Temple defends urn niche lottery

PUBLISHED : Wednesday, 09 September, 2009, 12:00am
UPDATED : Wednesday, 09 September, 2009, 12:00am

Operators of a Taoist temple criticised for abruptly changing the sale system for its urn niches from first-come-first-served to a lottery last week responded for the first time yesterday, saying the arrangement was the best solution for most people.

Scuffles broke out on Tuesday last week after up to 1,000 people queuing at Ching Chung Sian Yuan columbarium in Tuen Mun learned that, instead of being able to buy niches to store funeral ashes, they would only be given tickets for a lottery.

The temple had said earlier that the first 140 people in the queue every day from Tuesday to Saturday would be able to buy niches. Some had been queuing since the previous Sunday when they learned of the change.

Yesterday, the temple's administrator said the change had been made because 'many, many people were waiting under the scorching sun and some got pretty angry ... we were afraid they would get hurt'.

The administrator, giving her name only as Law, said the allocation had been done in the fairest possible way. She said the first 140 people in the queue on the first day would be allocated niches.

The niches were for personal use only, and the temple would ensure the name on the application form matched the name of the owner of the ashes, she said.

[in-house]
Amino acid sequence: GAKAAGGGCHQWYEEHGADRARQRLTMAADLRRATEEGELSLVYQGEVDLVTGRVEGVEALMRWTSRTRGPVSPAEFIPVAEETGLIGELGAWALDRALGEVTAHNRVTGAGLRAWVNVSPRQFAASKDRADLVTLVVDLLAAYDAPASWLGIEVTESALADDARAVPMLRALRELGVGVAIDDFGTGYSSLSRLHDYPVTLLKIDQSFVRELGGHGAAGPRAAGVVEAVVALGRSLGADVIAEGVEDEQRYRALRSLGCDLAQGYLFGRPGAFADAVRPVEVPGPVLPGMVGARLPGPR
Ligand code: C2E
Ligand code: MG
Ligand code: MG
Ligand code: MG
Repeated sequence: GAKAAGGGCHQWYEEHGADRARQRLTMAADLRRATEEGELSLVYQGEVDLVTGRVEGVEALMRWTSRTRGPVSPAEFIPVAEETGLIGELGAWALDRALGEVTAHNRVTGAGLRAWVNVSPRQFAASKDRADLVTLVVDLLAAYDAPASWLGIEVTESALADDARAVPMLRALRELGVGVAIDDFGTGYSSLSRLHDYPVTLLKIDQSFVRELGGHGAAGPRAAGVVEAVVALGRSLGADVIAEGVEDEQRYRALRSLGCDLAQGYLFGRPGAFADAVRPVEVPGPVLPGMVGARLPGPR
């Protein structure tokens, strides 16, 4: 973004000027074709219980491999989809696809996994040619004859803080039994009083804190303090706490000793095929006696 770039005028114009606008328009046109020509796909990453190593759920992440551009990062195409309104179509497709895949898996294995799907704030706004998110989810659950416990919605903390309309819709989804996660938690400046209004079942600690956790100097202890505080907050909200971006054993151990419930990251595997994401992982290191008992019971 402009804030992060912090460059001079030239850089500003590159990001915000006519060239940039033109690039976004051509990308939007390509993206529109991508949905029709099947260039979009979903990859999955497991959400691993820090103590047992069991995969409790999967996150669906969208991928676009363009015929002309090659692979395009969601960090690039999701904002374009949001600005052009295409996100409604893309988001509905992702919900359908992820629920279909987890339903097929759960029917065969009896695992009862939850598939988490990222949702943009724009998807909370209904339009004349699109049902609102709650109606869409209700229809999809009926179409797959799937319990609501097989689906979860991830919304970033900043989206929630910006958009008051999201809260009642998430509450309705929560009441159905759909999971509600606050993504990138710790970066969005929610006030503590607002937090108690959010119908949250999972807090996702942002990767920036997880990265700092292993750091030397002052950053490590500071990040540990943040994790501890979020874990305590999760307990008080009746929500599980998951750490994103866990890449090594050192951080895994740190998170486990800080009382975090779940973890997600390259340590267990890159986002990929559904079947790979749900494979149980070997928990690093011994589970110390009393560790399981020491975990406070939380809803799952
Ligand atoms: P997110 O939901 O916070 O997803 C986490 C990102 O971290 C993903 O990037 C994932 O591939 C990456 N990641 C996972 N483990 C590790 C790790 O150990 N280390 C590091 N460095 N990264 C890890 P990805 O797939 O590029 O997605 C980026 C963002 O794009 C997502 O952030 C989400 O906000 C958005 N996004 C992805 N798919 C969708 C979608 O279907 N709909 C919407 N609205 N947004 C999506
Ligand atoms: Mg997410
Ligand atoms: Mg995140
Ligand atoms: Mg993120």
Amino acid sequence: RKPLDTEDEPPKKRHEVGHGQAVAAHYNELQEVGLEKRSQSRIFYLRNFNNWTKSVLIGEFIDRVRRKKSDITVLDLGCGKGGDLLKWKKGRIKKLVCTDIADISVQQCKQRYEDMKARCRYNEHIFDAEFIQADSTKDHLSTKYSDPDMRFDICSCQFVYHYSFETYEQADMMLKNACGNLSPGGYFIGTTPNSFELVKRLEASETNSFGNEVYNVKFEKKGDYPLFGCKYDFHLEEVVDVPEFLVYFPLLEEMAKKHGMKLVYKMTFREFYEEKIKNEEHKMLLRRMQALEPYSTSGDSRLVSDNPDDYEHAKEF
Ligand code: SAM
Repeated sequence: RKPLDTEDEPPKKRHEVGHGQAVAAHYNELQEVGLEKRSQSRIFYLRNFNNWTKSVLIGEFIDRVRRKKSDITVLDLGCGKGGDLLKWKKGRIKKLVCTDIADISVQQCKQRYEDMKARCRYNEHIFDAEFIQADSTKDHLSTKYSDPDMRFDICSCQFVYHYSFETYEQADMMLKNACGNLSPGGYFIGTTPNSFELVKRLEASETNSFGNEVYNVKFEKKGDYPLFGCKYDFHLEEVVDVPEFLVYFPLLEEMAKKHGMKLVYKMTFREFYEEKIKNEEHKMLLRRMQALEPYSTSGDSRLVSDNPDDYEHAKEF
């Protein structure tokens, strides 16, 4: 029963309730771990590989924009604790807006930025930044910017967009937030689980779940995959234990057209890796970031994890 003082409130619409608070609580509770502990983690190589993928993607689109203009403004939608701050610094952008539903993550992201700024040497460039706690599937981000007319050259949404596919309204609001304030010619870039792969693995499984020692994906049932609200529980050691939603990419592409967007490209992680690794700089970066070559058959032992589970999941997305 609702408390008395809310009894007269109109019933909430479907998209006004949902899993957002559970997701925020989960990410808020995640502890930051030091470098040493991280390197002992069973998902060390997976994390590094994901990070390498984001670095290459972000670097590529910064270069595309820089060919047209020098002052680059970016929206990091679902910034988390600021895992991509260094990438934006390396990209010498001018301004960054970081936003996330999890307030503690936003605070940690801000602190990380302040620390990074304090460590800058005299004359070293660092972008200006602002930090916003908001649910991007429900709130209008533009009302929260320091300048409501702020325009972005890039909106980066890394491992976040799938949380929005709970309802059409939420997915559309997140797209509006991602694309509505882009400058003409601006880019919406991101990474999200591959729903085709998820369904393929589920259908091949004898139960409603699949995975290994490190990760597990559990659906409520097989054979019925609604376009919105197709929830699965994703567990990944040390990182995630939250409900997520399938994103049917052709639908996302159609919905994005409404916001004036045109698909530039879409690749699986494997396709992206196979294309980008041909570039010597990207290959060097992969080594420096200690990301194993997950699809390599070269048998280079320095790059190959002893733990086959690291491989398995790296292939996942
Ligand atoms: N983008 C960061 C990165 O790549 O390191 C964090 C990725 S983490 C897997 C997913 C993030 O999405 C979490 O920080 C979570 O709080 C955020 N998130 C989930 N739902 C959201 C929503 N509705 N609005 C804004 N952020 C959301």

Applications closed last Friday, and the draw will be held on Tuesday, witnessed by Home Affairs Bureau officials. Law said the applications had not yet been counted, but estimated there were at least 3,000. About 750 niches remain at a cost of HK$50,000 to HK$200,000.

Society for Community Organisation campaign organiser Ng Wai-tung said the allocation had been mismanaged. 'Although a lottery seems fair to everyone, their erratic, inconsistent arrangement is not. They didn't manage it well.'

He said the main problem was a lack of urn niches at public sites. 'It takes about three years to get a place. Chinese people care about family and friends. If the dead aren't given proper care, the government must shoulder the burden. The government clearly has the land for more niches, but it just doesn't give the matter due attention.'

The Food and Environmental Hygiene Department said that, in July, 10,665 families were waiting for niches at public columbariums.